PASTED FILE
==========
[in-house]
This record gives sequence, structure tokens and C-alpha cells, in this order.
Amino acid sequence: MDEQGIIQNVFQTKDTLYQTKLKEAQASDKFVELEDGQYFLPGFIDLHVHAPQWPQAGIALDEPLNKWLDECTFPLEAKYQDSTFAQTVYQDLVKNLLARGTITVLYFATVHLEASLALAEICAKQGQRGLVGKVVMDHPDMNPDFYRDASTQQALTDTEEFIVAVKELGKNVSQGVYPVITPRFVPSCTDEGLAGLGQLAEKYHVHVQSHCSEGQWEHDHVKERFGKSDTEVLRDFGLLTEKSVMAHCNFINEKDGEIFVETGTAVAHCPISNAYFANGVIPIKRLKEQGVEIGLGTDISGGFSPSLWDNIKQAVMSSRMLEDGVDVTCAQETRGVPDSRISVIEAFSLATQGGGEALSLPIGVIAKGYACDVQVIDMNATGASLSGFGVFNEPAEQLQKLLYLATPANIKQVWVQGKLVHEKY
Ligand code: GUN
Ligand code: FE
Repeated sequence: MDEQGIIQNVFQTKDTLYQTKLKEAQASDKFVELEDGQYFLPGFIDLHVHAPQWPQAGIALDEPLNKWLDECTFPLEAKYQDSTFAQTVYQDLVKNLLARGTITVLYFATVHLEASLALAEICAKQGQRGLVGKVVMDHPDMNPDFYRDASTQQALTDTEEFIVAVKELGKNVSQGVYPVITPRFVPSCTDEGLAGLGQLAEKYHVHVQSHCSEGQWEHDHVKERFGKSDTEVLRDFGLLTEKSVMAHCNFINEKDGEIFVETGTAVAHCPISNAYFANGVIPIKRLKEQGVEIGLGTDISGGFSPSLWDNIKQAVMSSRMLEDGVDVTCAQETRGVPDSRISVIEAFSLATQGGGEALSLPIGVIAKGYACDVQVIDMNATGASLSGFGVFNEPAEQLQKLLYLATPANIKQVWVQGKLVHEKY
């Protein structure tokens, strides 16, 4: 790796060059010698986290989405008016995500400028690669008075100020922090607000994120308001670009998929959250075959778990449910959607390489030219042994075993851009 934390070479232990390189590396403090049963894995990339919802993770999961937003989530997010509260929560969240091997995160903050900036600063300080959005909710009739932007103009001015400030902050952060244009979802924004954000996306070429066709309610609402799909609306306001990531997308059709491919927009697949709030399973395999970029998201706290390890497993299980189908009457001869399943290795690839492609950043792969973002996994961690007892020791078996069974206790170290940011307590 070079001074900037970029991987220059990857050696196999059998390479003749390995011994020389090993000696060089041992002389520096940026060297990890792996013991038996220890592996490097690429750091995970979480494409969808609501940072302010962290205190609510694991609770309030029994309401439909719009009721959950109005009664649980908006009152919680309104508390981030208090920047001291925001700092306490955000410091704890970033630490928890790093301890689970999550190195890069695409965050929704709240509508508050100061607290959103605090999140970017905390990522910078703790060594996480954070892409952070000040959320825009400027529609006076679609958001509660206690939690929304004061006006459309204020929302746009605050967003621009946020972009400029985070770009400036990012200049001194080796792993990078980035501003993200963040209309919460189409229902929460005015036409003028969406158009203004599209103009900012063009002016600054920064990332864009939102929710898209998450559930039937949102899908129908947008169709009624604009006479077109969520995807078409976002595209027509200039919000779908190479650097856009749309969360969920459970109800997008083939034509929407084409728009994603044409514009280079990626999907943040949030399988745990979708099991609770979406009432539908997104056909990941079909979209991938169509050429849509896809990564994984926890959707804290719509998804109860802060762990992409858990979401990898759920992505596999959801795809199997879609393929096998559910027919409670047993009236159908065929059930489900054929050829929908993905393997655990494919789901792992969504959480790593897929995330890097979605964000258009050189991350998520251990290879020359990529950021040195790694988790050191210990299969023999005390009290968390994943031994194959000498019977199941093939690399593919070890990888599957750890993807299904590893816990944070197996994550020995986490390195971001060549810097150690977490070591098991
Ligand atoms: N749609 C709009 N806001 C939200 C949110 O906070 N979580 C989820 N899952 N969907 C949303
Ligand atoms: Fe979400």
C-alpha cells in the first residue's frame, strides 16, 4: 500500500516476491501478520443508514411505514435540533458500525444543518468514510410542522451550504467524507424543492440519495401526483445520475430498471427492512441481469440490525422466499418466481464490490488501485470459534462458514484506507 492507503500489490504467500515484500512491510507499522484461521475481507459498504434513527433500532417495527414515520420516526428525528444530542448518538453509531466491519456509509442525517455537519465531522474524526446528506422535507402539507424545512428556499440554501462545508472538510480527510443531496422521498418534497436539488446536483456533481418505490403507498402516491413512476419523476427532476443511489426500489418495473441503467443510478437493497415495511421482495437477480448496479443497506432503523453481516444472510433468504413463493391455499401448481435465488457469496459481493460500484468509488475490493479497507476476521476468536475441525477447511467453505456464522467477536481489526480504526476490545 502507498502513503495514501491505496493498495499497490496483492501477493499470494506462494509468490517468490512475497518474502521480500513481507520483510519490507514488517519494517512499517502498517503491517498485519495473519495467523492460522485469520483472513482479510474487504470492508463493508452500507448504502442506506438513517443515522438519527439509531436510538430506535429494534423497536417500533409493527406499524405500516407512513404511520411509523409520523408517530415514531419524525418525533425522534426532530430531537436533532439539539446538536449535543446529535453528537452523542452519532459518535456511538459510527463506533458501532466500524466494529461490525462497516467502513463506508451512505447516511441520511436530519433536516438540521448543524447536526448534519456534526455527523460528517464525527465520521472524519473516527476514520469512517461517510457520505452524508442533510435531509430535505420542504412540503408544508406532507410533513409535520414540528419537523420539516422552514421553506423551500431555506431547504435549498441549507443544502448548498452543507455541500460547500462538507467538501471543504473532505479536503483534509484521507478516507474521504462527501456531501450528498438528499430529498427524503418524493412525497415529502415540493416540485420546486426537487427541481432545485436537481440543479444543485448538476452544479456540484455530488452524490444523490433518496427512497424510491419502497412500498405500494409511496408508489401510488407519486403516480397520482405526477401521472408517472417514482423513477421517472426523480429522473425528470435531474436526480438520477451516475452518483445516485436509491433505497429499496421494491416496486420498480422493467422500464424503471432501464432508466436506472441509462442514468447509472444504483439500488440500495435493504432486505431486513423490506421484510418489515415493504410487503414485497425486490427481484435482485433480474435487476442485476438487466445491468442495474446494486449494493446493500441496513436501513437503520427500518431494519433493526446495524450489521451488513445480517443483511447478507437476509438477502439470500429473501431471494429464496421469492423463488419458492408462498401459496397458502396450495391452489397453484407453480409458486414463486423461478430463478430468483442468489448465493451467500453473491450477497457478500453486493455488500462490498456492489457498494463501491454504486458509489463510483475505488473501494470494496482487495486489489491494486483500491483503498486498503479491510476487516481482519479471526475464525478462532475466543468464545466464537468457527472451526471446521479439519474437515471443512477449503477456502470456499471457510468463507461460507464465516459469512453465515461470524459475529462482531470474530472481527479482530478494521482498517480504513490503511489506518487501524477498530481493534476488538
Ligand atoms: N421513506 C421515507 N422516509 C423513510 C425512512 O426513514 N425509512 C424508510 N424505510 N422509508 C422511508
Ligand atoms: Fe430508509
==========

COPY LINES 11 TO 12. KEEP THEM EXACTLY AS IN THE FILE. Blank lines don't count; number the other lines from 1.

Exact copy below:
Ligand atoms: N421513506 C421515507 N422516509 C423513510 C425512512 O426513514 N425509512 C424508510 N424505510 N422509508 C422511508
Ligand atoms: Fe430508509